Frank Lloyd Wright’s iconic Fallingwater remains a popular destination for architecture buffs, nature lovers and those intrigued by innovation and culture, nearly 90 years after its construction in 1935. For those able to travel to the Laurel Highlands area of rural southern Pennsylvania, we highly recommend Fallingwater and nearby Polymath Park as a great destination for Burbankers to see some fascinating architecture from the 20th century and to Get Out of Town!
Fallingwater is open for docent-led tours and grounds access from March through November, annually. In the winter season, maintenance work is done on the house to keep it in pristine shape for the coming year. We highly recommend the guided tour, as typically guides are a wealth of information on the history of the home and the Kaufmanns who commissioned it.
Reservations and advance tickets are highly recommended, as most tours sell out in advance. The visitor center does have a good amount of parking, bathrooms, an information desk, a cafe, a small museum typically featuring works from local artists and a lovely gift shop with a range of Wright souvenirs along with the typical museum/gift shop tchotchkes.
Fallingwater does their best to accommodate those with mobility issues, with all terrain wheelchair are available for reservation and a golf cart is utilized for those who can’t make the walk to the property from the visitor center. To access the upper floors of Fallingwater, one must be able to traverse numerous stairs, but those with mobility issues are welcomed onto the main floor of the home.
There’s a 30-40 minute drive between the Fallingwater and Polymath Park locations.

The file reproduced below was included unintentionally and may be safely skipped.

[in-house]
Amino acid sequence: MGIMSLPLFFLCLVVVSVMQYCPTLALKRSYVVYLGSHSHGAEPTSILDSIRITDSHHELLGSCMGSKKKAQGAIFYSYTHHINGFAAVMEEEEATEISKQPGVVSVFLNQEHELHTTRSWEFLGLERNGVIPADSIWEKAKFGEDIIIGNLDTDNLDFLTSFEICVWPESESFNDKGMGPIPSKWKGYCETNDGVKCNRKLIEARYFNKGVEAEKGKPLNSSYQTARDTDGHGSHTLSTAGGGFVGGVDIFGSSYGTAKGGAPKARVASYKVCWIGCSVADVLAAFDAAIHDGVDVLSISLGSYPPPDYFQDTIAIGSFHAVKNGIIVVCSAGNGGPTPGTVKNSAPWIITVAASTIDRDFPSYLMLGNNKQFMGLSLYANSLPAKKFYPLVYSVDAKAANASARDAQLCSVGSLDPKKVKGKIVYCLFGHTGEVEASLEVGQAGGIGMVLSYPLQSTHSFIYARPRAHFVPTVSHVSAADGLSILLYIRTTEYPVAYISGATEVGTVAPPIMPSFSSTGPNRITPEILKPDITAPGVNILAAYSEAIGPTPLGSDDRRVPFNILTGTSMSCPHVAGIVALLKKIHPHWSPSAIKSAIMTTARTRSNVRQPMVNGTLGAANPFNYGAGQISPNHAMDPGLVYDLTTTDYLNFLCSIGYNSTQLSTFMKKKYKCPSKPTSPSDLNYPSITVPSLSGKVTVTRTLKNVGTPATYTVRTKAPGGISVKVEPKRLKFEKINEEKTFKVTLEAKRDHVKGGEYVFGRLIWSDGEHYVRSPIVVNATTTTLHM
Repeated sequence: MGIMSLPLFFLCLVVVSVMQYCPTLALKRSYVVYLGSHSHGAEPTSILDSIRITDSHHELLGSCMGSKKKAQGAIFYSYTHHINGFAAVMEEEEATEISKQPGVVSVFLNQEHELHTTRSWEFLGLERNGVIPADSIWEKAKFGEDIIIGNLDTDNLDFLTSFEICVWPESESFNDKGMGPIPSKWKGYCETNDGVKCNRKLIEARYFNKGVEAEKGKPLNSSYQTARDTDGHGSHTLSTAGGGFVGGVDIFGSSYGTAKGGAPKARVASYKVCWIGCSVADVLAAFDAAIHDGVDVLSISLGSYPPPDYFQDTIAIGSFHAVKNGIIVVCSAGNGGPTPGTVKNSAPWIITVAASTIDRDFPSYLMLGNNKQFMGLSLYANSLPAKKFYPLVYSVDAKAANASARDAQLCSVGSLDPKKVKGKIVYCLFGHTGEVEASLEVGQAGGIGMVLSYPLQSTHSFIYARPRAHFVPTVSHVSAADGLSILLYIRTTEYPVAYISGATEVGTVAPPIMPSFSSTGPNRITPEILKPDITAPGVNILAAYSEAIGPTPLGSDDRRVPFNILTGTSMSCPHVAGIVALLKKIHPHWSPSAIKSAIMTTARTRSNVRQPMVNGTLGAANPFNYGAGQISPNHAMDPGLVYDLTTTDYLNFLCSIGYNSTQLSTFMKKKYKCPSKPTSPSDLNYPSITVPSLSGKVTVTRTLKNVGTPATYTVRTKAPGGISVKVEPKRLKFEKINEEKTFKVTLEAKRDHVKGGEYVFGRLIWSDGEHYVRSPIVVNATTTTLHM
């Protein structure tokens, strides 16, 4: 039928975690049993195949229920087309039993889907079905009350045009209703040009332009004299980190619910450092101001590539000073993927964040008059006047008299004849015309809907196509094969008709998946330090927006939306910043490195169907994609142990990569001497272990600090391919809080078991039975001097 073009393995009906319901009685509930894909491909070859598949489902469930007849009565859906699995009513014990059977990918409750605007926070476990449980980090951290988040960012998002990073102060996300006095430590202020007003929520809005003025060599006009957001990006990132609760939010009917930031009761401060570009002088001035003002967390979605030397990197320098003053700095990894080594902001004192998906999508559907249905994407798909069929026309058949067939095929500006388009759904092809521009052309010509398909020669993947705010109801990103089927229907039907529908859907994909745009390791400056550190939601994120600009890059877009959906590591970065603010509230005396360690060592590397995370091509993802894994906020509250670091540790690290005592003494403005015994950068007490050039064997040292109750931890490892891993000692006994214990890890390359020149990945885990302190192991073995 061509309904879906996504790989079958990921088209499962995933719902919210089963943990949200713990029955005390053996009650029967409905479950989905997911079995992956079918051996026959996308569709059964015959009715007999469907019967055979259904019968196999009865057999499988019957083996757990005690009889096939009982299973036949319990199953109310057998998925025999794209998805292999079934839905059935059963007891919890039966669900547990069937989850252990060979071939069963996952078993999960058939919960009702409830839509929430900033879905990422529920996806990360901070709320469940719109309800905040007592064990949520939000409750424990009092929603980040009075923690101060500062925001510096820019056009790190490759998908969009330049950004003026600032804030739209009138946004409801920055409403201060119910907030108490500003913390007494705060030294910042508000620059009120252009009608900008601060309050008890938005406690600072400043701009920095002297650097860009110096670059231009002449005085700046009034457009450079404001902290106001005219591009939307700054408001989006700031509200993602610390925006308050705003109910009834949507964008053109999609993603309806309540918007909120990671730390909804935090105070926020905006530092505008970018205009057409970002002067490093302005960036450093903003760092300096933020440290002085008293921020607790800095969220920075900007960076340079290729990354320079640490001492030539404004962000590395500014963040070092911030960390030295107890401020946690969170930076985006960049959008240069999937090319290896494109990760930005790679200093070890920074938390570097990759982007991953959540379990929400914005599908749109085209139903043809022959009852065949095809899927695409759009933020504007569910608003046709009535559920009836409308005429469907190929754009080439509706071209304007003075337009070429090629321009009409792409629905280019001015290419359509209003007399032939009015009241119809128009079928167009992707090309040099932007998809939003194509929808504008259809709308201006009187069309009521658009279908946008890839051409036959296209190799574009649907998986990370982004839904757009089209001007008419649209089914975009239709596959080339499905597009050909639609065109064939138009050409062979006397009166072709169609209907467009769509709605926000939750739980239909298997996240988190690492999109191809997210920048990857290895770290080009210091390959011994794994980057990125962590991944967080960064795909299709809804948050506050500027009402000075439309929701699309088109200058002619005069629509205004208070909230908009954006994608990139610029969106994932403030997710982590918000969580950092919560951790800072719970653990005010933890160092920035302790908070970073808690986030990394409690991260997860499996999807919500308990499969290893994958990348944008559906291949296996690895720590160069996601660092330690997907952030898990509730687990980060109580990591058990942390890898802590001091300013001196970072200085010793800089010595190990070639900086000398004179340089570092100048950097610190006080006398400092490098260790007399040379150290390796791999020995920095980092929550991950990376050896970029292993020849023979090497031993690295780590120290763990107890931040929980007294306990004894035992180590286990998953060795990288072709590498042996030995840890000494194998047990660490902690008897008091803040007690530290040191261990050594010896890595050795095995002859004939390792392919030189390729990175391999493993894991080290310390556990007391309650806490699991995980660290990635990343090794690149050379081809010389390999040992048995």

There are actually four houses on the Polymath Park property – two designed by Wright and two by Peter Berndtson. We took a tour of the Wright houses, the Duncan House and the Mäntylä House.
Visitors can book overnight stays in the Polymath Park houses, sign up for curated meals and tours and plan their visit via the Polymath Park website.
Polymath Park is also home to Tree Tops Restaurant which tends to book up for dinner reservations weeks ahead.
Getting to the Laurel Highlands area of southern Pennsylvania typically requires a drive and navigating some very small and windy country roads at times. We found flying in to Pittsburgh and driving from there to Mill Run takes about 90 minutes to two hours, a good portion of which are on well-maintained highways or toll roads.
The entire Laurel Highlands area is very rural, but with some nice little towns like Ohiopyle. This part of Pennsylvania is a big draw for tourists from Maryland and Washington D.C.
For a fantastic experience of nature, design and beauty, Fallingwater and Polymath Park are a great way for Burbankers to Get Out of Town! While any season will be beautiful, our favorite time of year to visit is in October so we can add some leaf peeping along the way.